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A VERY usefull circuit , but how...

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I was on a studio , and i saw a 32 channels console for recording.
I noticed on EACH channel 3 leds

A yellow , that showed PRESENT of signal (guess -20dB)
A green that showed 0 dB signal
A red (non adjustable !?) that showed distorsion , clipping

So , i think , if this console has 32 circuits like this , they must not be very complicated

Imagine how usefull circuit can it be , on the car amp , on the home amp , on everething !!!
For us who construct usefull projects , i think this is a MUST HAVE

I think even only red and yellow leds are fine , forget the green led !!

But there must me some adjustment because each one will use this project on diferent purposes (amps with diferent amps , etc)

the clipping means present of dc , negative or positive , so that time the led flashes
the yellow led should have some transistor that can find low signals
for the green led i can not imagine the circuit

the whole circuit its impossible for me to find (i am a newbee in advanced electronics,IC's etc), but a electronic i think can make it !!

So i say lets start building this , and put it on every audio source we have (calm down :P)
More than that we make it even better if forum's readers have anything else to suggest

Go GO GO electronic maniacs!
i am dying to see a diagram ;D

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Hi Nano,
I agree that clipping indicators are important on power amplifiers.
Detecting when the output of a power amplifier clips is complex, due to the amplifier's power supply voltage constantly changing with power output and mains voltage variations.
GPG's LM3915 post will not work if connected to an amplifier's output, because:
1) When a power amplifier clips under load, then its output voltage actually [b}decreases. So the "clipping" LED won't light.
2) The LM3915 lights LEDs in 3dB steps, which is very coarse, the 2nd one down is half-power. An LM3914 would be better since the 2nd one down is 90 percent of the voltage.
3) You would need to connect the clipping detector to the amplifier's input, and never change its volume control, and guess that its output is clipping with a particular input voltage.

A very good explanation and rather complicated clipping indicator project is here:

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Thank you for replying
as for the project i cant understand the diference between a project for an power amp and a project for a mixing console

as you say they are not the same

well , i set the gains for my amp with an osciloscope , so the inputs are not clipping for sure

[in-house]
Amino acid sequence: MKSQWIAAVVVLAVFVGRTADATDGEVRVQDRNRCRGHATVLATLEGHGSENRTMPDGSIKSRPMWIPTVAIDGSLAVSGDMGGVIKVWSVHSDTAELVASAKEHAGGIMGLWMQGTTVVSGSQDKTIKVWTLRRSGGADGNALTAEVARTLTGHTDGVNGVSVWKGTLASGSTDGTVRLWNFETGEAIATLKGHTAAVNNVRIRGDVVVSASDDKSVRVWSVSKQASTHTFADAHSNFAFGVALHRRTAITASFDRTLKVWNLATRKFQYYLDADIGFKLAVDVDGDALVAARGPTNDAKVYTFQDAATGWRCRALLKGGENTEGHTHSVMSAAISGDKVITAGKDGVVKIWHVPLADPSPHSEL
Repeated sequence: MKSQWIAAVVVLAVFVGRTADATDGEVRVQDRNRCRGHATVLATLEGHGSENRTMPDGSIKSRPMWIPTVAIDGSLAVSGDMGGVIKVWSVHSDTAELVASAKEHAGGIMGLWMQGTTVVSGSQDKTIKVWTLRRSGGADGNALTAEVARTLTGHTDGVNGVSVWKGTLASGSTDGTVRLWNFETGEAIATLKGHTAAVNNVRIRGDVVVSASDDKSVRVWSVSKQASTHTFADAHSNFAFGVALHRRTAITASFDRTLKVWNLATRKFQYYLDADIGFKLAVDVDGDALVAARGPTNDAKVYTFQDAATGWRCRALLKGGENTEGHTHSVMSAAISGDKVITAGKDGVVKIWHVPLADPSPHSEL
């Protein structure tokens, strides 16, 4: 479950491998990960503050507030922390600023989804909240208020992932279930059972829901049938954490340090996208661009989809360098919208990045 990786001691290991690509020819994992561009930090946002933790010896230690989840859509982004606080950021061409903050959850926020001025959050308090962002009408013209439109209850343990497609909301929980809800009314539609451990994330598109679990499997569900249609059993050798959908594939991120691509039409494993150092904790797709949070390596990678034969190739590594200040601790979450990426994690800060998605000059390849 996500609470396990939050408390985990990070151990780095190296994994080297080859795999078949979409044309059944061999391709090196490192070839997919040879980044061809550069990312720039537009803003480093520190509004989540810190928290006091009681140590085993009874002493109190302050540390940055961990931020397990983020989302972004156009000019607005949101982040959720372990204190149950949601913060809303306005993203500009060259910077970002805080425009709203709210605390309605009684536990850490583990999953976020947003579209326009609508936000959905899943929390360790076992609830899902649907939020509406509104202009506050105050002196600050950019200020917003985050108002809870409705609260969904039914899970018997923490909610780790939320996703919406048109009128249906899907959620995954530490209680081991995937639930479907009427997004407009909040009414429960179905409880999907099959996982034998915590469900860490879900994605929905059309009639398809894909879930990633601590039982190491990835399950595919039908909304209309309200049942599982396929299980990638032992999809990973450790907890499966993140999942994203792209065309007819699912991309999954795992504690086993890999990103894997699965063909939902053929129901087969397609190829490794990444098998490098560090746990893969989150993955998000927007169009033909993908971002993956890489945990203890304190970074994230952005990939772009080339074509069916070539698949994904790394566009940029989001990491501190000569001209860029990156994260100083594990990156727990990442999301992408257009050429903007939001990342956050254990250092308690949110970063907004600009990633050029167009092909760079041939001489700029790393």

but what about the output of the final amp?
That is what i want to monitor , the outputs

I think GPG is right , a mixing console is not an power amp
But i think that audioguru is also right for the problems with the output of an power amp

so what can we do?
the project audioguru posted is very nice , but complicated , i think i will try it :) . i know the sound.westhost , and the projects are very good , and the explanations are too :)

my idea was not to use an IC , but i think this cant be done , i dont know , you know !

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thank you for replying

actualy i think tha t you both are right

GPG is right cause what i saw was on a mixing deck , and not a power amp

Audioguru is right too for the problems he said that tis project has

anyway , what can we do to make the project?
i think the solution of the 3 leds was pretty good

maybe i will try the project from westhost , ive seen many projects from there and they are all good

what about the LM? wich should i use?
i am interested on a output indicator for the ffinal amp
the inputs to the final amp are beeing set by an osciloscope , so they do not clip .They outpts maybe will clip

i am waiting for a new reply !

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Hi Nano,
A mixing console has many outputs (one for each microphone), each having its own volume control and a lot of gain. It would be easy to turn down the "master" output control to get the desired output level, but have some input controls turned up too high and clipping.
Your home system probably doesn't have this problem because its sources (CD player, tuner etc.) are designed with fixed gain and do not clip. So the only things that will clip are your power amplifiers.

The output stage of a power amplifier clips when it runs out of supply voltage (which constantly changes because it probably isn't regulated), or current limits to protect itself from supplying too much current into a load whose impedance is too low.
If your power amplifier doesn't have much phase-shift, then a simple way to indicate that it is clipping is to compare its attenuated output to its input. Normally they would be the same, but are very much different during clipping since the input would go positive (or negative) but the output won't follow it. The comparator's output should be full-wave rectified then fed to a monostable "pulse duration stretcher" that drives your indicator LED. Each channel needs this circuit and the outputs can be combined to drive a single LED. Fairly complicated.

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